Sunday, May 27, 2012

Decision Points: Big Choices

Hello, Internet. It’s been a while.

If we’ve never met, my name is Andy. I write down the ramblings that come into my head and post them as a part of Tisdel’s Tirades, my online clearinghouse for all things coherent. Whether these things are actually tirades is up to my mood on any given day; usually they’re reviews, football critiques, or sometimes generally angry rants about an obstinate person in the national political environment (or closer to home). None of it is particularly special, inspired or relevant to the day-to-day lives of a majority of my readers.

Today, however, I’m going to break that particular trend and put out what I think is some good advice. It’s advice I intend to take, and it applies fairly well to most of my recently-graduated classmates, friends and kindred spirits. It’s entirely possible that you’ve heard it before, and if so, I invite you to read mine anyway; perhaps I used a different adjective, a fresh example, or some unconventional way of catching your eye and reshaping the clay into something reasonably new. Or maybe not.

When you’ve just graduated college, and you’re sitting in your old room in your parents’ house at 22 and trying to figure out what you want or have to do with your life, your mind has a way of looking for guidance from any source available. For me, the things that come easiest to mind are the movies, TV shows and books with which I spend so much time. Protagonists, and even for subsidiary characters, have it comparatively easy: sure, your life may be ended or altered or changed in massively unpredictable ways at the author’s whim, but at least you’ll always know when it’s coming. The horns will blare out a Hans Zimmer war march, or the violins will script a sad and passionate leavetaking, or a swarm of unlikely-but-true events will wipe out all your prevarications and leave you facing your Big Choice with no barriers or delays allowed. Your life will change, and you will see it coming.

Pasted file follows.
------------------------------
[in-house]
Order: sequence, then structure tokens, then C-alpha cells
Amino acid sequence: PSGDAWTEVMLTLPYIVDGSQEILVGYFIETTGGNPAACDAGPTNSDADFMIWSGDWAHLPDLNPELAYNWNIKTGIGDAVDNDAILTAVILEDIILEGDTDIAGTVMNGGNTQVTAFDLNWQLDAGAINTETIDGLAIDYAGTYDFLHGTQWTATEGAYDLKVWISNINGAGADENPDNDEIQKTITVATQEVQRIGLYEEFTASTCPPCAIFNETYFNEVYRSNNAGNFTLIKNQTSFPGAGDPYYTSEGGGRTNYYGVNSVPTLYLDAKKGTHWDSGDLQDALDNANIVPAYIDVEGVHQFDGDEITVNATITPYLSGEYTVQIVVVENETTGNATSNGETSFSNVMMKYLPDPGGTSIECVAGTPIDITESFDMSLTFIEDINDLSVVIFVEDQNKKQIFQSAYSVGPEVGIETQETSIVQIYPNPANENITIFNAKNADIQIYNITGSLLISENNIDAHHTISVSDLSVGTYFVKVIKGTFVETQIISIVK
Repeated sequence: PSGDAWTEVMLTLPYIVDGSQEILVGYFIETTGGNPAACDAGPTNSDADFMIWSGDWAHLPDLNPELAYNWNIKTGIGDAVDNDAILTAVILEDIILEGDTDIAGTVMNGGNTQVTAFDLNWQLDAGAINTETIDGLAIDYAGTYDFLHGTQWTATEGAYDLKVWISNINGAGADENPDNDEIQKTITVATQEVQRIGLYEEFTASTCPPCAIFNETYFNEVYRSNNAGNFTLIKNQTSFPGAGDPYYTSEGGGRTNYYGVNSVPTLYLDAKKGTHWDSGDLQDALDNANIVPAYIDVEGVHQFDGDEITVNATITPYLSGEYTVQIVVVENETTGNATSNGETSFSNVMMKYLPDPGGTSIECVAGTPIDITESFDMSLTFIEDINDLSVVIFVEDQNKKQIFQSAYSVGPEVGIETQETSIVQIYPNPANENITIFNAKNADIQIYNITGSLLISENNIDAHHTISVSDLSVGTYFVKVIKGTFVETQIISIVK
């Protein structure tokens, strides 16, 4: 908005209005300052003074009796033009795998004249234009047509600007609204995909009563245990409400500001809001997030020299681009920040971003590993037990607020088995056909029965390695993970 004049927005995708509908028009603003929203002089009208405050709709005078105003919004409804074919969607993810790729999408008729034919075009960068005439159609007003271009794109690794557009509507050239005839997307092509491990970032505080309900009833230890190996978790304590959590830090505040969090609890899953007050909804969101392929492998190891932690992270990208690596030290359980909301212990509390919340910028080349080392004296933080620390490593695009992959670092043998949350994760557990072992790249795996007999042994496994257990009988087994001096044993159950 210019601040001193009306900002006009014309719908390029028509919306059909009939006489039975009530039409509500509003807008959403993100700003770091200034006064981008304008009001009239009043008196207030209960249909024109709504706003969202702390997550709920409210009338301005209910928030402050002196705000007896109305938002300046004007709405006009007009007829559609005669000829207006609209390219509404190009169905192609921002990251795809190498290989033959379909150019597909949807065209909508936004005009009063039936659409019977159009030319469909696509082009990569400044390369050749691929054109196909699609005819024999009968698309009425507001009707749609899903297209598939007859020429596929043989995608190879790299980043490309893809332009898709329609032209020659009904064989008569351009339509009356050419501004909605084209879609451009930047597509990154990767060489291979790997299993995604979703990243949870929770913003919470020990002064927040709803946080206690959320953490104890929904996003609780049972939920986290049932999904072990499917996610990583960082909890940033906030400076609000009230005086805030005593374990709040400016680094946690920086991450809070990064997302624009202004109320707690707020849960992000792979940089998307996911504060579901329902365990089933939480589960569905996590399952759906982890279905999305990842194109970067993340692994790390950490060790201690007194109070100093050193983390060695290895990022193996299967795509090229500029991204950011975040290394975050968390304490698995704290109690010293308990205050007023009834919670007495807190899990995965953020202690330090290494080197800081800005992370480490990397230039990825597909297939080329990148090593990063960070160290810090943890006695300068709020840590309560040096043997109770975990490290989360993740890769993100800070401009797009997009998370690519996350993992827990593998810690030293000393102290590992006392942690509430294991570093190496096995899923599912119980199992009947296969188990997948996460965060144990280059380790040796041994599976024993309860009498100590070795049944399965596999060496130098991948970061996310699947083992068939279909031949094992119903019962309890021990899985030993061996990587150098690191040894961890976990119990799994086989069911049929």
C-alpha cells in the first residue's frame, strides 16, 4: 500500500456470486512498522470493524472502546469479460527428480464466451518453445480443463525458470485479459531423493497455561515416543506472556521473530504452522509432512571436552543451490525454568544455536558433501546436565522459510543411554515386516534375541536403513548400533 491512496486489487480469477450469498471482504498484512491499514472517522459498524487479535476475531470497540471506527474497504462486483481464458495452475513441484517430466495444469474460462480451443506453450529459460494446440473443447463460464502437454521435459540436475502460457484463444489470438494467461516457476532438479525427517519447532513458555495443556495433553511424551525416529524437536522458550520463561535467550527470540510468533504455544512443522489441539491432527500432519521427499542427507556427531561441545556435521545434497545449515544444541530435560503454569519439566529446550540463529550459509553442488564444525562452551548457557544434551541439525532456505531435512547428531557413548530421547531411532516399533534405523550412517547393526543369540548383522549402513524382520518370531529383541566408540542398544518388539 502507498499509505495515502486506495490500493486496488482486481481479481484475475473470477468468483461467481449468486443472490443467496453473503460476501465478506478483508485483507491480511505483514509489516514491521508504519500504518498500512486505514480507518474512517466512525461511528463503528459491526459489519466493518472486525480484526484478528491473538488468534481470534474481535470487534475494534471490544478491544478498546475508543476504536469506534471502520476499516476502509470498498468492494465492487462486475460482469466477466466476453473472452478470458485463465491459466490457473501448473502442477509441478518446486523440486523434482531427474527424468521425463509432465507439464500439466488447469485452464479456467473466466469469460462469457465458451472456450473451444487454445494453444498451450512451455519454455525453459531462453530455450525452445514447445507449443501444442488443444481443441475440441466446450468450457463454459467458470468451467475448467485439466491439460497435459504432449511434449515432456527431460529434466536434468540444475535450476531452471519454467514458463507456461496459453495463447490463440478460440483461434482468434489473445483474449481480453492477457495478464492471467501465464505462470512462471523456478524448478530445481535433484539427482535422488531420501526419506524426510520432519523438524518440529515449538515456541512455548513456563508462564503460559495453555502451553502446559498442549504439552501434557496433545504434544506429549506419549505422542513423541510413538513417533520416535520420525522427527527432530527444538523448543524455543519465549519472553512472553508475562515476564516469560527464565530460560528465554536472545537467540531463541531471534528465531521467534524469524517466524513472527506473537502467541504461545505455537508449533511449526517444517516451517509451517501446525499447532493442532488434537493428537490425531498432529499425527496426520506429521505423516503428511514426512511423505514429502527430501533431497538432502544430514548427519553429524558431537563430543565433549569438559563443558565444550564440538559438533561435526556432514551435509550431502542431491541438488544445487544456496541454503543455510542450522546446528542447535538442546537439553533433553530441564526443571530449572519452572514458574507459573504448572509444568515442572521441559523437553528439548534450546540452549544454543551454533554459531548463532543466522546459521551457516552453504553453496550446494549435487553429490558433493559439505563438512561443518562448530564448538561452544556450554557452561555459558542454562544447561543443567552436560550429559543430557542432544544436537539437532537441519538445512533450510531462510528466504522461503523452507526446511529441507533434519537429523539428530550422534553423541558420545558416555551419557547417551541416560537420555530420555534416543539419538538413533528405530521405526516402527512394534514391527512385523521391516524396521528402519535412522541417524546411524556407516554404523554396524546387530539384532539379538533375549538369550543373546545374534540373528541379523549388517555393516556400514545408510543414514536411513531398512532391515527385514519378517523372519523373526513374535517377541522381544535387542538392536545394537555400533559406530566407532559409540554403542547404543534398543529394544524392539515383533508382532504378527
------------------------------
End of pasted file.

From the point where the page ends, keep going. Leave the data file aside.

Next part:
But real life doesn’t work like that. You can still fall in love, lead your company to huge successes or die bravely on the battlefield, but you’ll never see it coming. Life doesn’t broadcast its life-changing events; they’re sneaky, they’re tricksy and they’re disguised as normal, everyday decisions. You’re still making a Big Choice, but instead of one climactic moment where Hagrid asks you to go to Hogwarts, it’s the million tiny choices you’ve made over the years that light up your path. My choice of the College of Wooster has shaped me to a huge degree, but nobody sounded the trumpets when I visited the campus in the spring of 2008. And it was a series of tiny decisions, mine and others’, that put me in the position to choose that school at all. I’m sure every reader of these words can relate to that in some fashion. If movie choices are love at first sight, life choices are meeting at a coffee bar, seeing each other a few times over the next month or two and slowly getting to know the other person as the relationship flowers into mutual attraction and romance.

In a brave new post-graduation world, it’s easy to panic and overreact about the Big Choice or series of Big Choices you’ll be making in the coming months and years; getting a full-time job that you can live off of, getting an apartment, picking a graduate or law or medical school, and on and on. And it’s easy to get paranoid and freak out over the Big Moment lurking somewhere on the horizon. You don’t have to. There are Little Moments all around you, and it’s your choice at any given moment that might end up setting your path for years to come. Instead of waiting for the huge choice, focus on keeping your life in order from day to day, and the Big Choices will reveal themselves in due time. (This has helped me not freak out, or at least freak out less frequently.)

2 comments:

Korinthia Klein said...

Interesting thoughts! Thanks for sharing them.

I think it helps a lot to have a goal, and then feel free to change it. As long as you're working toward something with serious intent you will be putting yourself on a good path.

Rabbi David B. Cohen said...

Well done! Andy, you reminded me of a book called "The Altruistic Personality" whose authors interviewed people in Northern France who hid Jewish children during WWII, at their own lives' peril. To a person, they felt that the moral choice they made was the product of myriad small ethical choices they had made on a day to day basis. This suggests that moral courage is not earned in the moment of the big decision, but rather in the day to day, quotidian choices we make along the way. Sort of like the way you suggest our lives are the sum of sometimes innocuous choices, which add up, in the end to a meaningful and purposeful life.

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